1. Please take 30 seconds to register your free account to remove most ads, post topics, make friends, earn reward points at our store, and more!  
    TalkBass.com has been uniting the low end since 1998.  Join us! :)

Neck Pocket Question

Discussion in 'Basses [BG]' started by petch, May 12, 2004.

  1. petch

    petch Supporting Member

    Mar 25, 2001
    Medina, Ohio
    TB'ers please give your opinion on this. My keyboard player's dad wants to sell me his American Deluxe Jazz. It's a 98 or 99 and virtually unplayed- not a mark on it. It basically sat in its case. It needed a fair bit of work by my local repair guy to straighten the neck out. I got it last night and played for several hours. It sounds awesome and is a real looker as well- transparent ivory, tort pickguard, very light colored rosewood board. I had a lot of mojo with the bass. My concern is the neck pocket. On the E string side of the neck where it joins the body the gap is big enough to fit a credit card in. The bass sustains extremely well, so is the gap itself enough of a factor to reject the bass?
  2. Atshen


    Mar 13, 2003
    Grim Cold Québec
    If the neck doesn't shift in the pocket, it shouldn't be a problem. I had a StingRay5 that had a gap too, but the neck was stable.
  3. Peter Parker

    Peter Parker Banned

    Jun 10, 2001
    It doesn't matter how big the gap is. Most every bolt-on has a gap, some are just too small to detect with your eyes. The size of gap doesn't matter. If the side of the neck is not making contact with the inside wall of the pocket, then a .1mm gap will have the same effect as 1" gap. Stability is the only issue here and frankly that's not an issue for me. The only way the neck will move is if you give it a real good yank, and it still may not move then. And I doubt you have any reason in the world to yank your neck ;)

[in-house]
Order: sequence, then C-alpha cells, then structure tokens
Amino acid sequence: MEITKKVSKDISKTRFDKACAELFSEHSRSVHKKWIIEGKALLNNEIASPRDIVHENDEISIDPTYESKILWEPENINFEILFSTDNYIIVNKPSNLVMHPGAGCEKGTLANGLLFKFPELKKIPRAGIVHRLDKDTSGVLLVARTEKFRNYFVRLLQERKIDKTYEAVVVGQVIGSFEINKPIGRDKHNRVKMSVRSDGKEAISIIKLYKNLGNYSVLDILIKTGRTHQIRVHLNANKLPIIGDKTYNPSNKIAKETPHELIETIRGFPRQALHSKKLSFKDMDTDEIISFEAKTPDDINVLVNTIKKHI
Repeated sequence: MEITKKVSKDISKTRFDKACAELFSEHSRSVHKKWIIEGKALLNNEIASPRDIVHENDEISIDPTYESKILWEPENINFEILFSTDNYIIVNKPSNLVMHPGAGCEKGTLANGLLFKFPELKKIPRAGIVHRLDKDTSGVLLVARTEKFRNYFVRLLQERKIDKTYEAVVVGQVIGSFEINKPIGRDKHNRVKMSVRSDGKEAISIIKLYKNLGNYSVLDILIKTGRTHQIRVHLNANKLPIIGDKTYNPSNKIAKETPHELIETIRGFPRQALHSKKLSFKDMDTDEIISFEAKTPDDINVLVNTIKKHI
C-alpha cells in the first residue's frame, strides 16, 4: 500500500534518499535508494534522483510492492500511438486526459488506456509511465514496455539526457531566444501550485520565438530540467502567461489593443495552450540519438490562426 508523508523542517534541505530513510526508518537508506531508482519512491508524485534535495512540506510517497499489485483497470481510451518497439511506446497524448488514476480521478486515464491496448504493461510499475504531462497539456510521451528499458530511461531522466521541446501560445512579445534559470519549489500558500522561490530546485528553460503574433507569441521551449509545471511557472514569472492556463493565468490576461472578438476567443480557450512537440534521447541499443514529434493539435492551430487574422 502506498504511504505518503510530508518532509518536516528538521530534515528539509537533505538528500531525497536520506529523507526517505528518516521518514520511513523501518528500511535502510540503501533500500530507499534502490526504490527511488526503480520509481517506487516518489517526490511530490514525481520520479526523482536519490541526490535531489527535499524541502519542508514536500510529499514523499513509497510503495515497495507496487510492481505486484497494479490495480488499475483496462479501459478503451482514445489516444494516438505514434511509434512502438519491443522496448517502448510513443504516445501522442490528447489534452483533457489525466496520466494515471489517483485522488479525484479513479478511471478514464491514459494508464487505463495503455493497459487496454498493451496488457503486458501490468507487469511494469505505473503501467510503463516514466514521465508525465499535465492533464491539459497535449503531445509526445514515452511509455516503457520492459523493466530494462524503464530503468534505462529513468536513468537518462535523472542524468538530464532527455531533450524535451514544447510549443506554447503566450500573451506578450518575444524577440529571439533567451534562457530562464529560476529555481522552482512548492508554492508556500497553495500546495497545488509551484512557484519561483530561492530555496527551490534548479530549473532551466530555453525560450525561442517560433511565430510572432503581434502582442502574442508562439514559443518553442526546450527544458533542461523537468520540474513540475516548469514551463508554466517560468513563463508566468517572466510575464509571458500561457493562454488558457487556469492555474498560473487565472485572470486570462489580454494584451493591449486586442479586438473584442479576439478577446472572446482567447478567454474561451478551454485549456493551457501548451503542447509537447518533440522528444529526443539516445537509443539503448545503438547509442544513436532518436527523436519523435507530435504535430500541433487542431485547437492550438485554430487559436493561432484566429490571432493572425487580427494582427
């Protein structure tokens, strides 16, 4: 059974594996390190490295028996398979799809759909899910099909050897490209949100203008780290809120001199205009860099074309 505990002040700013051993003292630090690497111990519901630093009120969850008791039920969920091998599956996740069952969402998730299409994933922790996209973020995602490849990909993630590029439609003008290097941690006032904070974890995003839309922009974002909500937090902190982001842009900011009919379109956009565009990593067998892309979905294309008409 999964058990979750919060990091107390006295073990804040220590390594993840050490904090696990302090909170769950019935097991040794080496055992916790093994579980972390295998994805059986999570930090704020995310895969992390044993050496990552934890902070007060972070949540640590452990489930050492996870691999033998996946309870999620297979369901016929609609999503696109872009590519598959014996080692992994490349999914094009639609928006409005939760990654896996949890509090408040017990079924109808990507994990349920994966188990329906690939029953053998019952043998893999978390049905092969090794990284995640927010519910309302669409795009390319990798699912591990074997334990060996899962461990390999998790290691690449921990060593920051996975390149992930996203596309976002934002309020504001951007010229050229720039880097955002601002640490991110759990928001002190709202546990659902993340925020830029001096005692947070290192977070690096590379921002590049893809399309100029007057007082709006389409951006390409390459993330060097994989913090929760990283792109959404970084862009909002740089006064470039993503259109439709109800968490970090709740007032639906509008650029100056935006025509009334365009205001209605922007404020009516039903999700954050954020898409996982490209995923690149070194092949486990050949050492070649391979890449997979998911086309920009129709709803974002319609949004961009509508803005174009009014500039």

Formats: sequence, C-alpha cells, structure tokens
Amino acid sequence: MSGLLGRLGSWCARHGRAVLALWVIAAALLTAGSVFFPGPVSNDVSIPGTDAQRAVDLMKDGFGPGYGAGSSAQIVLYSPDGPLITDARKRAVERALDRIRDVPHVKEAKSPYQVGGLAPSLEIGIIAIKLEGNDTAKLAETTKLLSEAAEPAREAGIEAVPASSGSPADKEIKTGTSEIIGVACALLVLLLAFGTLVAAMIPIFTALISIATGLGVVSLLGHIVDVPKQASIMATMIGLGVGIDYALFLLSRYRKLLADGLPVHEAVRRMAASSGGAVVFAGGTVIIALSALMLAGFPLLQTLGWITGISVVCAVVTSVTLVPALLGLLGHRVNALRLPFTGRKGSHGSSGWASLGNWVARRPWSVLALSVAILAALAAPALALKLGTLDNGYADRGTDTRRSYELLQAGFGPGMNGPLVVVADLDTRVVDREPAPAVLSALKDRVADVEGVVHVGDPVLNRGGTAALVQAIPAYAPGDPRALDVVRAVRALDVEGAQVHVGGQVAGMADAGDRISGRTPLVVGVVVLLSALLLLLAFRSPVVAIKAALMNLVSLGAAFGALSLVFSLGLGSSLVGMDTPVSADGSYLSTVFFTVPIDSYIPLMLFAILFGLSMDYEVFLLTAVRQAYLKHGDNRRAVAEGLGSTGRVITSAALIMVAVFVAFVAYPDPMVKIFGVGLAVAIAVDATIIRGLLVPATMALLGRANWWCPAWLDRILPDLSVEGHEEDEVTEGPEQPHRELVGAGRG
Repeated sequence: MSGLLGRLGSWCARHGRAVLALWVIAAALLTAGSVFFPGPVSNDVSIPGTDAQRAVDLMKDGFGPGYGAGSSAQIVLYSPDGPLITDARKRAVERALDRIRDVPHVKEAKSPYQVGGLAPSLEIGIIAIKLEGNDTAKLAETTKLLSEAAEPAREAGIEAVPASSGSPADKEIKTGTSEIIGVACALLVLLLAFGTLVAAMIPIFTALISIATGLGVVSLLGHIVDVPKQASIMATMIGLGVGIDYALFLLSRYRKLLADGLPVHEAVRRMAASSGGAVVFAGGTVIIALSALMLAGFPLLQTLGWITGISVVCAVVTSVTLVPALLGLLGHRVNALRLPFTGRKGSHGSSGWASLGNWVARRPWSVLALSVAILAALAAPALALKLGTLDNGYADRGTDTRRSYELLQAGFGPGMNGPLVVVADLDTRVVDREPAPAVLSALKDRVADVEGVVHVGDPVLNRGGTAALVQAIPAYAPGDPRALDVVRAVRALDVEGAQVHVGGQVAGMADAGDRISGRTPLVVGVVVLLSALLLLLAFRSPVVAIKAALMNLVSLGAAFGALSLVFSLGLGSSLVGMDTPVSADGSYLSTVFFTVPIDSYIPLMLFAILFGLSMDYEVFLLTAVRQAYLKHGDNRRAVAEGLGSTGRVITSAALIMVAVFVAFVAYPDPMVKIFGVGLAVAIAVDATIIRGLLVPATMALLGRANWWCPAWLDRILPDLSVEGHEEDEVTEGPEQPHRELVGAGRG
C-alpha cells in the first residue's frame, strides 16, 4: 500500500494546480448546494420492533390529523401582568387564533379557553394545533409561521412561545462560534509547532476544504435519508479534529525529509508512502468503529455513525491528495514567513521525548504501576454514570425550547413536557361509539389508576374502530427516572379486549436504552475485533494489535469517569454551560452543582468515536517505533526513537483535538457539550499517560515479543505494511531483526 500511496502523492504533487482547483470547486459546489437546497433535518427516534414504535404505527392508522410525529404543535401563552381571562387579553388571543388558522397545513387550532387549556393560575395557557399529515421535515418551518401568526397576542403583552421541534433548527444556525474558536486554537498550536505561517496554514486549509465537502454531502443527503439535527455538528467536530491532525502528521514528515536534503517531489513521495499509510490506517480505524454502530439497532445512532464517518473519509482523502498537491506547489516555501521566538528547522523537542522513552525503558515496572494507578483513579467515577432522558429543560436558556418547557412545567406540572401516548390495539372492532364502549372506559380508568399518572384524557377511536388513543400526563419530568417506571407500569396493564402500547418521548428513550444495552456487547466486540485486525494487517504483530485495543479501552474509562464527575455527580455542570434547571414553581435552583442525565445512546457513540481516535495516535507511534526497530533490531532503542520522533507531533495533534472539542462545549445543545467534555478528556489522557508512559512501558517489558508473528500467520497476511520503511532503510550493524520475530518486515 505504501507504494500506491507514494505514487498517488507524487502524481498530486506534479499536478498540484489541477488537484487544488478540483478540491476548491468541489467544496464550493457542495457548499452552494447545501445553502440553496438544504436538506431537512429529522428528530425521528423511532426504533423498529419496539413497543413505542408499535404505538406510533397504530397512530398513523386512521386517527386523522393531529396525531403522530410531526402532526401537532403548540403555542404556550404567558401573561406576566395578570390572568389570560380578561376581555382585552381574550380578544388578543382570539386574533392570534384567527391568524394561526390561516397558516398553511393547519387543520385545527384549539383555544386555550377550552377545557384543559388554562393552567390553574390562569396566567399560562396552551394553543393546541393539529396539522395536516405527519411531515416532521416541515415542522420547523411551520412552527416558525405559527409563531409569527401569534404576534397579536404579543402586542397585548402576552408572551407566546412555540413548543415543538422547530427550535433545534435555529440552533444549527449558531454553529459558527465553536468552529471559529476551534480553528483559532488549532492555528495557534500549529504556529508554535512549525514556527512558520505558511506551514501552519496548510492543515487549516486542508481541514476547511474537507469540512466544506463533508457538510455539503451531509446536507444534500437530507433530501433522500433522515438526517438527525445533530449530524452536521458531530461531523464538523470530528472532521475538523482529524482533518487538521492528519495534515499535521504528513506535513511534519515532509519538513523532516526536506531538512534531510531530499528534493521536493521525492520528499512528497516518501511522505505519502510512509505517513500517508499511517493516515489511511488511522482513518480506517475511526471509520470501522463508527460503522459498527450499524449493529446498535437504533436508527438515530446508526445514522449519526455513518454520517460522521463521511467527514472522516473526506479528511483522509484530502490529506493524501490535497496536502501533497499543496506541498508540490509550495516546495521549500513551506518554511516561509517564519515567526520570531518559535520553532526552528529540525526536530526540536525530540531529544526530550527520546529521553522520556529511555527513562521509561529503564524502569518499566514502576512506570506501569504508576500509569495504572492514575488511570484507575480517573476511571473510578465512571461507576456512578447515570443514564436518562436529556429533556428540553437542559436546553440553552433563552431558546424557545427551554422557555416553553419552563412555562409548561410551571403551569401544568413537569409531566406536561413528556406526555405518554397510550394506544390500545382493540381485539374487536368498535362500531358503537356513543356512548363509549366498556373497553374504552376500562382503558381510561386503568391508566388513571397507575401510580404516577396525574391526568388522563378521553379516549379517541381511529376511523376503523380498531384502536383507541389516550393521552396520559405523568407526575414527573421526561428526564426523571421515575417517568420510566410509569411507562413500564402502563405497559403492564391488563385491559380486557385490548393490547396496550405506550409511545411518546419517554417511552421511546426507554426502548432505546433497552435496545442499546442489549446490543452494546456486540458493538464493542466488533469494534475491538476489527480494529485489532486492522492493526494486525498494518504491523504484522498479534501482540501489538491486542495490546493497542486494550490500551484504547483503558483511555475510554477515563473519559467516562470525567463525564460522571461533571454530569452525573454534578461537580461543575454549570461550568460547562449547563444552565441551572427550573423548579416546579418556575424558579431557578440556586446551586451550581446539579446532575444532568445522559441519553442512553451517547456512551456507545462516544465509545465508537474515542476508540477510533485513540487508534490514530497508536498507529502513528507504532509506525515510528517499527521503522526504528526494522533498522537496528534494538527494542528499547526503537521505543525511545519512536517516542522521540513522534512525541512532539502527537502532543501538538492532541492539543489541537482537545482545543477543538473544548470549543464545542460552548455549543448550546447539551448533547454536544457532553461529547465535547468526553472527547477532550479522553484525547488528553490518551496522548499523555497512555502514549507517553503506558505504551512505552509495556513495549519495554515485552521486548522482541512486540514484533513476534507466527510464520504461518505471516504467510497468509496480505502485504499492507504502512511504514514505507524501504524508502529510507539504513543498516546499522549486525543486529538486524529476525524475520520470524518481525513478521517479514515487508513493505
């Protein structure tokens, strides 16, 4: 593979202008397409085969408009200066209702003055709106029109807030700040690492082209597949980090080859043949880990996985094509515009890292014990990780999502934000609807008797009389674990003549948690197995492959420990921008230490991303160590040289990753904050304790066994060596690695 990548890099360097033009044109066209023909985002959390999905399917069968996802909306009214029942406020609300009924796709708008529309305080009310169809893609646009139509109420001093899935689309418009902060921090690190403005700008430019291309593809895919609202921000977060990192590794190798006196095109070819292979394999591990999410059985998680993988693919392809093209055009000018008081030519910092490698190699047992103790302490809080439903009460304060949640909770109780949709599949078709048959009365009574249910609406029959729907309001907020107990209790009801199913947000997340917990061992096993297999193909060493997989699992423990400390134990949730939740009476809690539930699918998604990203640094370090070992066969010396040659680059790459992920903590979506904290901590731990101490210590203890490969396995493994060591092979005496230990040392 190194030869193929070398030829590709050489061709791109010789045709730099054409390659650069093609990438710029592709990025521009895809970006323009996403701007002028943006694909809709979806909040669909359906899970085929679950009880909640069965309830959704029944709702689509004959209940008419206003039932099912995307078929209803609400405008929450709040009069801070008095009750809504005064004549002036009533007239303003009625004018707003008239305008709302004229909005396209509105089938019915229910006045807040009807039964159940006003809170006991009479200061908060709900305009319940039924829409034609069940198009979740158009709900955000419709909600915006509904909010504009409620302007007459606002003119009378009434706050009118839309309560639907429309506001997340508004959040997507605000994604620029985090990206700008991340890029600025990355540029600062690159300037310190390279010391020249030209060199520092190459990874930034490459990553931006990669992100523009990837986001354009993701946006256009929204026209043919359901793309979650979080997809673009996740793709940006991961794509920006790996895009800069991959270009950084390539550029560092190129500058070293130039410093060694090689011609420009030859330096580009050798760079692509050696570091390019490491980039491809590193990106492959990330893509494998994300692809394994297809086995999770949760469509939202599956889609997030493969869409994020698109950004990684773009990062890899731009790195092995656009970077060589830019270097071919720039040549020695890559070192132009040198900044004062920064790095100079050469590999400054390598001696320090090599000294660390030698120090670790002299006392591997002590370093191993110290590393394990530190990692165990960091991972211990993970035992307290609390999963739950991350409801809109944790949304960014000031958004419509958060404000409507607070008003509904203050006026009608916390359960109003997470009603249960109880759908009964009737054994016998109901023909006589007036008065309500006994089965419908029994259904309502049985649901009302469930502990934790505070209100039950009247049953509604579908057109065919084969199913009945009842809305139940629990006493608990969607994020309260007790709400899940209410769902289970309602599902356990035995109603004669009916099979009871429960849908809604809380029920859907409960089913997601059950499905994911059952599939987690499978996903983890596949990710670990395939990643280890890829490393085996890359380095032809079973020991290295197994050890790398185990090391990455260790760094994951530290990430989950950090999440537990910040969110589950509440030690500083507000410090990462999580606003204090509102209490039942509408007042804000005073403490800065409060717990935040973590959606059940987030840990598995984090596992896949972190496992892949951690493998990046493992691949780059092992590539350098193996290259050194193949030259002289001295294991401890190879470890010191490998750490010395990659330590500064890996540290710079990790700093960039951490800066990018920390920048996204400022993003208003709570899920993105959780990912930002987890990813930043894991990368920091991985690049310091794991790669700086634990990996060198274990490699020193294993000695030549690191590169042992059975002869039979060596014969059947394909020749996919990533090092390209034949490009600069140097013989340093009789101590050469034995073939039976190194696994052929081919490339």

4. Try getting the neck to shift. Try moving the neck from horn to horn, if your tuning changes don't do it. I had a 72 Fender Telecaster with Fender's Micro-Tilt neck adjustment (aka 3 Bolt Neck), if you attempted to do any sort of neck bend the whole guitar would shift out of tune. Not that it was a big deal a little whack would put it right back! An annoyance, but one I'd rather avoid. Don't confuse Fender's application of the 3 bolt design with G&L's. Apples and Gorillas there...
  5. Ericman197


    Feb 23, 2004
    Hold the bass in a clamp and try moving the neck up and down. If you hear a creak, then you don't have a tight neck joint.
  6. Ditto.

  7. I agree, if you have a gap, size doesn't matter, but otherwise I disagree. Not every bolt-on has a gap, and the tighter the fit the better energy transfer (punch, sustain, resonance).

    If you got a get deal, that's fine ... but the neck-fit is not a detail to be overlooked on a high-end instrument.
  8. Peter Parker

    Peter Parker Banned

    Jun 10, 2001
    I didn't say every I said most every. When you suggest the "tighter the fit" that statement suggests there is a slight gap. There is no in between, no tighter the fit. There's either a gap or the neck is making complete contact with the side wall. And I still say most, including high-end instruments, have a gap be it almost undetectable to the eye or a large one. Just make sure the neck is screwed to the body tightly and you'll get all that is needed.
  9. JP Basses

    JP Basses

    Mar 22, 2002
    Paris FRANCE